[Notes to Bullock's History of IoM, 1816]
Hannah Bullock was wife of Stanley Bullock, a 'social refugee' from England, who in 1809 acquired the house and farm known as The Hague in Onchan and lived there until 1815 when, getting into financial troubles, it was seized by the Coroner and sold.
A short history of the house is given by Neil Mathieson in Onchan, Isle of Man The Story of a Village,  pp16-8 in which he describes The Hague farmhouse as a plain but pleasing three storied Georgian building with interesting historical connections. In the 1780's the Collector of Customs at Douglas, a Mr Betham, occupied it, and it was from here that his daughter Elizabeth married Lieutenant William Bligh (later Captain Bligh of the Mutiny on the Bounty fame) in October 1781.
After Betham's death in 1789 the house was acquired by Captain A. Cook, captain of one of the revenue cutters based off Douglas. It became Richard Townley's favoured spot and he has left descriptions of its garden in his two volume diary of his Island stay (published 1791).
The farm, now since swallowed up, was of some 91 acres, the Bullocks seemed
to have been keen improvers for they are on record in Appendix
I of T Quayles General View of Agriculture  as
in 1811 Mr Bullock was awarded the first premium of a
Cup, value ten guineas; presented by J.C. Curwen Esq. the President, for
the best managed farm of not less than 50 acres.
The report of the Inspectors read:
Mr Bullock's farm consists of one hundred acres having 22½ acres of wheat, 29 acres of oats, 5½ acres of turnips, 2½ acres of carrots, 1½ acres of cabbages, 12 acres of clover and 7 acres of pasture.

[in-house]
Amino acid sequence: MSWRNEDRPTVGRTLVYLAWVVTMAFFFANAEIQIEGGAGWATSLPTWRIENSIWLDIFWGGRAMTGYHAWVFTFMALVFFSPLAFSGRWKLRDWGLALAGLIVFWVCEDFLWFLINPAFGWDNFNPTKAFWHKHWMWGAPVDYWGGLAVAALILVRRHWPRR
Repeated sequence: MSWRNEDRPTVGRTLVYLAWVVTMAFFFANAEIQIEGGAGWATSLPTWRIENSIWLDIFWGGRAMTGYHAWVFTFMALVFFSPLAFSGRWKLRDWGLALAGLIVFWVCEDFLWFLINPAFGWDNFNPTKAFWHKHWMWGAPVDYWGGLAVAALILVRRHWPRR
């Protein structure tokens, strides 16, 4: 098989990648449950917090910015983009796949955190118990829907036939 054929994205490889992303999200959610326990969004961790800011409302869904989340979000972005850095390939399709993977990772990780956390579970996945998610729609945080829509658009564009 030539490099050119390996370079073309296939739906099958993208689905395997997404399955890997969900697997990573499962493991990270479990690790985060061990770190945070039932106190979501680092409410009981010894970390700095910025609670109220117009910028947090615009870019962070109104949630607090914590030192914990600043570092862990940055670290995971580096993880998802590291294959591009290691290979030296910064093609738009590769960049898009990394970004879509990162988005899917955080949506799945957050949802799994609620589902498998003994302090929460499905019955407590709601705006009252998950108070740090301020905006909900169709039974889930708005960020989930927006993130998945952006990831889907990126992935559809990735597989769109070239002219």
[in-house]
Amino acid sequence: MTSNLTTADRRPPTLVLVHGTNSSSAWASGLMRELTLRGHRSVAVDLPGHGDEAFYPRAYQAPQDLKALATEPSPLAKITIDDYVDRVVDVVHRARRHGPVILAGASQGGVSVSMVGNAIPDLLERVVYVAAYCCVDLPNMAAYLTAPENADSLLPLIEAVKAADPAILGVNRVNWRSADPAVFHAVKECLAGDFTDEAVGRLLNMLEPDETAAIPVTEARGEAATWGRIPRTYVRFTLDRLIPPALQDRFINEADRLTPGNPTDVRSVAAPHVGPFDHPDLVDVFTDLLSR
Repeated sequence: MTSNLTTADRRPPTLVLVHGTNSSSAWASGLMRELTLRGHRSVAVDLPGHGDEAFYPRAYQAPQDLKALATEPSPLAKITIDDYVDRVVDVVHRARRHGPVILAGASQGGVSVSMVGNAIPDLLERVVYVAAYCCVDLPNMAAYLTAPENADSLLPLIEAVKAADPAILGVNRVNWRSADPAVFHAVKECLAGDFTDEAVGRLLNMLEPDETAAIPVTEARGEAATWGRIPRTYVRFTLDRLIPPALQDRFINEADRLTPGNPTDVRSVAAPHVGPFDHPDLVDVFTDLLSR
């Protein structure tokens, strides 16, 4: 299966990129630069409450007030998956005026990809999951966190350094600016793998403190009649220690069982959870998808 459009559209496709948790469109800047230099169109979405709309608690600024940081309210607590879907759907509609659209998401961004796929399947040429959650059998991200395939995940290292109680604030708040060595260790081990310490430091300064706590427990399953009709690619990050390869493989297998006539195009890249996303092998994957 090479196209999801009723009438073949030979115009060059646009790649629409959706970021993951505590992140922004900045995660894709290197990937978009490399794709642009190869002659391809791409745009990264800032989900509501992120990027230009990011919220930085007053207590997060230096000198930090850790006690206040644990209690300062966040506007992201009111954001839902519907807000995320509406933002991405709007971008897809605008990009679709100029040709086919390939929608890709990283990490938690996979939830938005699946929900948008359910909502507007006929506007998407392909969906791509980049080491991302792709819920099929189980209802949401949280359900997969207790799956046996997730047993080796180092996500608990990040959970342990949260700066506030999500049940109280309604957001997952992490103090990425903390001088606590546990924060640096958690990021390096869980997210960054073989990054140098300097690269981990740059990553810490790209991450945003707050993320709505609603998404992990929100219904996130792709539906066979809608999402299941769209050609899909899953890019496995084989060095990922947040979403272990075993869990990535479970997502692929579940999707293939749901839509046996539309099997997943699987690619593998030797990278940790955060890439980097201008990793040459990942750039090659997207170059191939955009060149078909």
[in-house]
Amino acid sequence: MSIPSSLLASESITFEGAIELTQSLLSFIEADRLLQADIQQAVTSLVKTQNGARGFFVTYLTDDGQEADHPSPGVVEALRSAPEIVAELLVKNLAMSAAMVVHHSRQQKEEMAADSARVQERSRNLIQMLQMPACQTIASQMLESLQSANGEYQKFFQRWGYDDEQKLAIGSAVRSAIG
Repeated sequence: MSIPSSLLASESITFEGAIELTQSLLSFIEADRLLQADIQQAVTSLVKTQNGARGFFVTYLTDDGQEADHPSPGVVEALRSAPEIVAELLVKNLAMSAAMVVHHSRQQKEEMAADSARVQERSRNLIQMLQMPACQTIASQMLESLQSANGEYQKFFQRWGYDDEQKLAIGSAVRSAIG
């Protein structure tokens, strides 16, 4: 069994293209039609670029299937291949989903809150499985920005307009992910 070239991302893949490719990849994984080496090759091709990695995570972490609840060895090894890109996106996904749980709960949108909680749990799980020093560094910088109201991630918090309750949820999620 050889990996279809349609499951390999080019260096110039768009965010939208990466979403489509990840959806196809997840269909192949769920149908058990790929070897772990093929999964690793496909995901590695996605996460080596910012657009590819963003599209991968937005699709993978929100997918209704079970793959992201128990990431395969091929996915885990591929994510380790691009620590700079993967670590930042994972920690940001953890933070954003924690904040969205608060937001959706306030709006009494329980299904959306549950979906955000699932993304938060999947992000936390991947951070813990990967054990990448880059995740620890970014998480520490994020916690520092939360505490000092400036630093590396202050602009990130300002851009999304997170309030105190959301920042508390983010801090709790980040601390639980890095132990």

The wheat crop may be called a fair average; the oats excellent; the potatoes, turnips and carrots very clean and good; the cabbages were nearly gone when the farm was viewed, and may be said to be the only dirty piece of ground upon it; the clover was a fair crop.
Wm Harrison (Manx Soc vol XXIV) gives the following description of Mrs and Mr Bullock
"Mr. Wm. Cubbon of Denny, N.B.[North Britain = Scotland], in a letter to Paul Bridson, Esq., January 24th, 1862, says, " She was a lady of no ordinary cleverness. I saw her only once, and I thought at the time that nature had made a mistake at her formation, and made her of the materials designed for a drum-major ! She appeared to me to be quite qualified to hold the scissors of destiny, or stir the cauldron with Macbeths witches ! And with her pen she knew not to show mercy to the living or the dead. Stanley Bullock, Esq., her husband, was a man of a much more meek and quiet spirit."